The second step involved testing the accuracy of the anticipated external workload in each drill across subsequent training sessions. We compared the 95% CI of each mean workload identified in the first step of our analyses for each drill to the 95% CI of the bootstrap mean workload experienced in each subsequent individual session. In this regard, if the 95% CI for workload in each drill in a specific session was within the acceptable error range (±5% or ±10% analyzed separately) of the 95% CI of the workload corresponding to the minimum number of sessions identified, workload for that session was adjudged to be accurately anticipated. All statistical analyses were conducted using Stata/MP 16.0 for Windows (StataCorp LLC, College Station, TX, USA).
Regarding 5 vs. 5 half-court games-based drills, 14 training sessions were included for analysis and used to establish the reference workload. The reference workload was 5.53 AU·min−1
, 95% CI = 5.28, 5.85. The minimum number of sessions needed to anticipate the workload per session within ±5% for 5 vs. 5 half-court games-based drills was 3 (5.74 AU·min−1
, 95% CI = 5.46, 6.14), while the minimum number of sessions needed to anticipate workload within ±10% was 2 (5.78 AU∙min−1
, 95% CI = 5.29, 6.40). Using the acceptable error range of ±5%, mean workload from sessions 1–3 did not accurately anticipate the experienced workload in any (0%) remaining sessions. Using the acceptable error range of ±10%, mean workload from sessions 1–2 accurately anticipated the experienced workload in 58% of remaining sessions (Figure 1
For 5 vs. 5 full-court games-based drills, 15 training sessions were included for analysis and used to establish the reference workload. The reference workload was 8.41 AU·min−1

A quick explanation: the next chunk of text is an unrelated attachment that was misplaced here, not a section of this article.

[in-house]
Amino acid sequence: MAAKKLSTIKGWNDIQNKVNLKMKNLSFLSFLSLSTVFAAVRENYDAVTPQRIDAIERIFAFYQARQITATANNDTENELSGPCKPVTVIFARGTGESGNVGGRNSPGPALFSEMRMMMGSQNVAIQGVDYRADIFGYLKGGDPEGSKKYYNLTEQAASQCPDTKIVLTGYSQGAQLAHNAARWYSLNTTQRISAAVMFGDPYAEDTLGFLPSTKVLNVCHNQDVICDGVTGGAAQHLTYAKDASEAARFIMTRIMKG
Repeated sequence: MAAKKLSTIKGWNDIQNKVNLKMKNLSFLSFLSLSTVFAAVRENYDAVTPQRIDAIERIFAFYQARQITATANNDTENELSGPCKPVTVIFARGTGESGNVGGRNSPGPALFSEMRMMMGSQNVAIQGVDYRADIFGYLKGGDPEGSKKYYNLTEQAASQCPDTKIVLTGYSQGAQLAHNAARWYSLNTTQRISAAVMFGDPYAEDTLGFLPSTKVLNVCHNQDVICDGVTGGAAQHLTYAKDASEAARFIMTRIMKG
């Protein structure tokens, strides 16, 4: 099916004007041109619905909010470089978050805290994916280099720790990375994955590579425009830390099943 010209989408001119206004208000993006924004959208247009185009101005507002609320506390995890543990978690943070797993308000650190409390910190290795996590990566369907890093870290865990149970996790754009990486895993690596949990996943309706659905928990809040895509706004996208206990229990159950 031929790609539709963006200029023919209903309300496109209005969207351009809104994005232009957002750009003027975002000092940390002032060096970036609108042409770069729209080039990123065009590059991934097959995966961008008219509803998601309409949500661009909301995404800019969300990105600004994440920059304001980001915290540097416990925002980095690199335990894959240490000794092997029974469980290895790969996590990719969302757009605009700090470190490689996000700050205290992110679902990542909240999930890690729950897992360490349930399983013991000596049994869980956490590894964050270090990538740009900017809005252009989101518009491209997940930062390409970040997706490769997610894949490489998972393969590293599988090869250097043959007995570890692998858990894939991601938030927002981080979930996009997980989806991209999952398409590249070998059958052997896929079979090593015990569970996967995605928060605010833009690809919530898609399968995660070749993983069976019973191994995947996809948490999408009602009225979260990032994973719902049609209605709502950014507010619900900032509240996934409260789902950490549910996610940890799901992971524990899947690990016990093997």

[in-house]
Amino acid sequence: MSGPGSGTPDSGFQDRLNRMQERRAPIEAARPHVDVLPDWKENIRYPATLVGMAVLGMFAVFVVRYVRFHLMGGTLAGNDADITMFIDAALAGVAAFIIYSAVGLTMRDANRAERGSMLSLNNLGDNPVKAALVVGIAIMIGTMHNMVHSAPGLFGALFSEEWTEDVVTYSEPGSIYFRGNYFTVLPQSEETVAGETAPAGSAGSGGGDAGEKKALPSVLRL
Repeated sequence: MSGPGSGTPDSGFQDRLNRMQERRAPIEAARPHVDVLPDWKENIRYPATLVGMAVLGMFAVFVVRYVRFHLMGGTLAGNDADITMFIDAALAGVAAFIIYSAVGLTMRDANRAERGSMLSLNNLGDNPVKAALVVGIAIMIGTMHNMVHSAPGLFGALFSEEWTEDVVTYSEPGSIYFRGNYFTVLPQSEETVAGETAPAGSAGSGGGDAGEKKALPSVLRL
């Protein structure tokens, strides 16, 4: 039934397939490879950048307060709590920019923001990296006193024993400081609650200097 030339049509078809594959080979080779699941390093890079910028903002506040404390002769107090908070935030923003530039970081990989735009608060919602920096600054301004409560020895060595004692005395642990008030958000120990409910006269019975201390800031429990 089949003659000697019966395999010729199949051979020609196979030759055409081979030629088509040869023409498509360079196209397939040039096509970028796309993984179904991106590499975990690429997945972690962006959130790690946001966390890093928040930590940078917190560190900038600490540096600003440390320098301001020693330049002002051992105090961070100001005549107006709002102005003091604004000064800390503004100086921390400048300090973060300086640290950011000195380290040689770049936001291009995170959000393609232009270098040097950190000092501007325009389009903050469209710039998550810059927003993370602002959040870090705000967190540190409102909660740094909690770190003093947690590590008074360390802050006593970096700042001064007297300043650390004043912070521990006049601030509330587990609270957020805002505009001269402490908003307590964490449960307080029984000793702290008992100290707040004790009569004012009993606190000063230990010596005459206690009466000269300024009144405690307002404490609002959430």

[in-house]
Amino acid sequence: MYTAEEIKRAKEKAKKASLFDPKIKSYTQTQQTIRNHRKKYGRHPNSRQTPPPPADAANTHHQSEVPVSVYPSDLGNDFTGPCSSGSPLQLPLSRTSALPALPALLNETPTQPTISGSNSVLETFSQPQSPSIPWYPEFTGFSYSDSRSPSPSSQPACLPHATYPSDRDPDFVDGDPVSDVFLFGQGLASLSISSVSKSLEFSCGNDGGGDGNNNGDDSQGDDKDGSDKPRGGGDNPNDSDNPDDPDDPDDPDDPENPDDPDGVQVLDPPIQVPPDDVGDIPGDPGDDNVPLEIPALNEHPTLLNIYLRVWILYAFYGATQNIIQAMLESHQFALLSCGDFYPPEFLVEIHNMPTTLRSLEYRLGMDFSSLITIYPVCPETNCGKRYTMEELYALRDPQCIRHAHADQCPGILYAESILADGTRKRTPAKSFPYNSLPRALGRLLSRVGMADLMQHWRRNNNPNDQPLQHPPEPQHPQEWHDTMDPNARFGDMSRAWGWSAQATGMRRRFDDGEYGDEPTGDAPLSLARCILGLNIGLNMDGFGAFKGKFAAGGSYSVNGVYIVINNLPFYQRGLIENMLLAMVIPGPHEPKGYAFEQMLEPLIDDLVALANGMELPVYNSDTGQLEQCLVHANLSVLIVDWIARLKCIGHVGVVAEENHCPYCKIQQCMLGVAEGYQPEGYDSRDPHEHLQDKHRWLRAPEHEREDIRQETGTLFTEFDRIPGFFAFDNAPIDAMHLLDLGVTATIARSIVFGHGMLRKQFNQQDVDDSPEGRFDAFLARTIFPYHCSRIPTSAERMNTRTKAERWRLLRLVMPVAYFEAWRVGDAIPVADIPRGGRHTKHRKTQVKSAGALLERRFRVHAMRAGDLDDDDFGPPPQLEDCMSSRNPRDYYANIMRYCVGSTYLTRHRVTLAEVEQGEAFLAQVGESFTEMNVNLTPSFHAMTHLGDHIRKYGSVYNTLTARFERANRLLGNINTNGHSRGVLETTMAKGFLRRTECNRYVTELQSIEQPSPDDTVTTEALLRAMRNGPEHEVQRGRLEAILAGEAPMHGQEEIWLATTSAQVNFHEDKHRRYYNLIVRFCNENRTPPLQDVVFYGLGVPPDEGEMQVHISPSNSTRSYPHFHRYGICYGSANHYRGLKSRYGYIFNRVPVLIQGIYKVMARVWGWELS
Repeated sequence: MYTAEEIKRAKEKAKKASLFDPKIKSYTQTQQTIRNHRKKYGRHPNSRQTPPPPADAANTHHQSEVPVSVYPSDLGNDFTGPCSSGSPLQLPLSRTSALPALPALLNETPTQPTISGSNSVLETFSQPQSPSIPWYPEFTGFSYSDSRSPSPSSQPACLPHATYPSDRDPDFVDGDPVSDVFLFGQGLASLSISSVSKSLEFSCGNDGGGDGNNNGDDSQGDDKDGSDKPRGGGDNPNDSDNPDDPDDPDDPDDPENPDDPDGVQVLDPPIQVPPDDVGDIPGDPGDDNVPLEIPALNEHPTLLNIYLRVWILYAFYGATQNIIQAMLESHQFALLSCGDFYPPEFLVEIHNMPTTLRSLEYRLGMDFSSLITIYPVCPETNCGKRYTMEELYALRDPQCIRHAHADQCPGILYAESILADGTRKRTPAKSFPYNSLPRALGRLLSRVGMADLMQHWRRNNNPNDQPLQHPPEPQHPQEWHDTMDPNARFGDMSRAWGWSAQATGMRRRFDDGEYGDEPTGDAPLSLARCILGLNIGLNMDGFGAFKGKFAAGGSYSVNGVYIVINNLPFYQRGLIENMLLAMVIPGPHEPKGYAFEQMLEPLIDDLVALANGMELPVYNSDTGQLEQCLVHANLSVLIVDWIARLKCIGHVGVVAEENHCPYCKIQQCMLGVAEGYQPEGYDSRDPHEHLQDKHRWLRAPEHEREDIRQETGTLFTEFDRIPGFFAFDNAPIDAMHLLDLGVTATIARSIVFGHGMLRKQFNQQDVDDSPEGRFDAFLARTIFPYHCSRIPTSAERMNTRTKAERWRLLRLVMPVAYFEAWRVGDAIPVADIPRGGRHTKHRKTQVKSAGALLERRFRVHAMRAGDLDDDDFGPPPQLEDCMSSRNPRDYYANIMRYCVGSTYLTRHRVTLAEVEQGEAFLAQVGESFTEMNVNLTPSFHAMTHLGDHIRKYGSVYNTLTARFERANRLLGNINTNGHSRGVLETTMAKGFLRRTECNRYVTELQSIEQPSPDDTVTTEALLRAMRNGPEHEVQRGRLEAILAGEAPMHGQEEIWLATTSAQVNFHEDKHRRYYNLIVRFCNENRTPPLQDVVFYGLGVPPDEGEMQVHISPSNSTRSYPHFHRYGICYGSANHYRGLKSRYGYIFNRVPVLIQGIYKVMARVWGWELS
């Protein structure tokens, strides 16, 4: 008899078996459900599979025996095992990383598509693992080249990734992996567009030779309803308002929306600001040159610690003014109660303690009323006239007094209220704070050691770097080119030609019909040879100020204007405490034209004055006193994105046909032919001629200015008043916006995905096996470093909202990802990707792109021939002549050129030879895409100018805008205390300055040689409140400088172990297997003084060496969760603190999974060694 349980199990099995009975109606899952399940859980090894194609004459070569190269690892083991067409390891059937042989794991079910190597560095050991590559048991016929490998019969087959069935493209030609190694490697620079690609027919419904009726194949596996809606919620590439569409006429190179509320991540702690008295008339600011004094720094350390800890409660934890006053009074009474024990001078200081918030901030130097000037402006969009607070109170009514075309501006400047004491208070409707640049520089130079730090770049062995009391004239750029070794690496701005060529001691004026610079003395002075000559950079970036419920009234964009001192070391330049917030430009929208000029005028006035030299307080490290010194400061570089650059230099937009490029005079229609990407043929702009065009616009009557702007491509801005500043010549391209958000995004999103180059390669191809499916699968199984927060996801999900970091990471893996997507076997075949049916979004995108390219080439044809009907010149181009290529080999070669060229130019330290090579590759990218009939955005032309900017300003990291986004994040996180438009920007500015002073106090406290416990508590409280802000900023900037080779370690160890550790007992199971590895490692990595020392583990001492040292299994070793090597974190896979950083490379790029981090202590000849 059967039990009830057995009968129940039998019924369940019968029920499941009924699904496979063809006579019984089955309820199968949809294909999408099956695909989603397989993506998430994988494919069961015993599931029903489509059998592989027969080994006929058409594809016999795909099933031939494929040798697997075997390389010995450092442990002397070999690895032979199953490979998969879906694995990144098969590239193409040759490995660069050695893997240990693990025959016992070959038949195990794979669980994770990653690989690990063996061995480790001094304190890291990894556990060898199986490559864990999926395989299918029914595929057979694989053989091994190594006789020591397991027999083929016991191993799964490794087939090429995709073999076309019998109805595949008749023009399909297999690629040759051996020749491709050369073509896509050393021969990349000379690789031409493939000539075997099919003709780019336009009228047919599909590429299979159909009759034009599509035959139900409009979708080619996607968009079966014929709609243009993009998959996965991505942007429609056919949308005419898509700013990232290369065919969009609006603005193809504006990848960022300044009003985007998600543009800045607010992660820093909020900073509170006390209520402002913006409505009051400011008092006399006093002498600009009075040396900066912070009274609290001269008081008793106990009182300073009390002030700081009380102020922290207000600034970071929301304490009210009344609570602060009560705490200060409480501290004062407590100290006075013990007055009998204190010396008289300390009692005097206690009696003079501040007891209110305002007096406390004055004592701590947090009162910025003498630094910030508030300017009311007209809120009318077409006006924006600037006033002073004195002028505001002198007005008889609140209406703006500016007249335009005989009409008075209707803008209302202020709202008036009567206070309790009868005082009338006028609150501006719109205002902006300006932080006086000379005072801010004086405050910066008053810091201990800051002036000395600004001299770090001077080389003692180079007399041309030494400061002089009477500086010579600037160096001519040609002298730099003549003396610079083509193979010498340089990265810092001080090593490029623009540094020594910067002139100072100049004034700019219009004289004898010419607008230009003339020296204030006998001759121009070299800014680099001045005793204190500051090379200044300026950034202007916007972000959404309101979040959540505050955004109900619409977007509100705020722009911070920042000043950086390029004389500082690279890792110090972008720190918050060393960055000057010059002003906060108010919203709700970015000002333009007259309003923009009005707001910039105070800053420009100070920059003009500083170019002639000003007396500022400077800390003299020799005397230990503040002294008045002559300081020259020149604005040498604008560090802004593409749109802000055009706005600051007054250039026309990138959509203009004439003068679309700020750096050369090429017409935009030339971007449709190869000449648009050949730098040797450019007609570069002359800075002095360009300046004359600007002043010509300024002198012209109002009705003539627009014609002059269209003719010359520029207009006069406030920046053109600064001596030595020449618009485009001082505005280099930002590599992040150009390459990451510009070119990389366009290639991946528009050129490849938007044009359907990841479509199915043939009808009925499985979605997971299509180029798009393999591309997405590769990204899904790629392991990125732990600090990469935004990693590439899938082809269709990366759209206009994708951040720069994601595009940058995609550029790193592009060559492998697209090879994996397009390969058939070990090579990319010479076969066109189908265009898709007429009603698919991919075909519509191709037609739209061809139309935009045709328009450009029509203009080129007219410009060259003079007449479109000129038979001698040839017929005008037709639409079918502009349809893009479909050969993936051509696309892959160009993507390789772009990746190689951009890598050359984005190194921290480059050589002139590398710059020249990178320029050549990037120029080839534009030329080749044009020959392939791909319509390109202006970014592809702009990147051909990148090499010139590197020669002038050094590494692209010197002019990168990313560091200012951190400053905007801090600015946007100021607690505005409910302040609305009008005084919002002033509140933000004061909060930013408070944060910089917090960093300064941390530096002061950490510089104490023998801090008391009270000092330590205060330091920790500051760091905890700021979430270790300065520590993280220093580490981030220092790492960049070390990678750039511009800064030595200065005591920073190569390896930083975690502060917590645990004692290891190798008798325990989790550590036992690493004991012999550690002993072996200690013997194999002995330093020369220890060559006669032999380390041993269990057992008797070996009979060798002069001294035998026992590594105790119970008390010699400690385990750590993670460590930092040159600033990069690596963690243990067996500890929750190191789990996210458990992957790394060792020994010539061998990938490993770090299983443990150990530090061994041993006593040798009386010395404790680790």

, 95% CI = 7.94, 8.88. The minimum number of sessions needed to anticipate the workload per session within ±5% for 5 vs. 5 full-court games-based drills was 4 (8.49 AU·min−1
, 95% CI = 7.80, 9.20), while the minimum number of sessions needed to anticipate workload within ±10% was 3 (8.38 AU∙min−1
, 95% CI = 7.31, 9.24). Using the acceptable error range of ±5%, mean workload from sessions 1–4 accurately anticipated the experienced workload in 27% of remaining sessions. Using the acceptable error range of ±10%, mean workload from sessions 1–3 accurately anticipated the experienced workload in 67% of remaining sessions (Figure 2
Regarding 5 vs. 5 vs. 5 games-based drills, 12 training sessions were included for analysis and used to establish the reference workload. The reference workload was 6.43 AU·min−1
, 95% CI = 6.14, 6.74. The minimum number of sessions needed to anticipate the workload per session within ±5% and ±10% for 5 vs. 5 vs. 5 games-based drills was 3 (6.56 AU·min−1
, 95% CI = 6.12, 7.05). Using the acceptable error range of ±5%, mean workload from sessions 1–3 accurately anticipated the experienced workload in 55% of remaining sessions. Using the acceptable error range of ±10%, mean workload from sessions 1–3 accurately anticipated the experienced workload in 89% of remaining sessions (Figure 3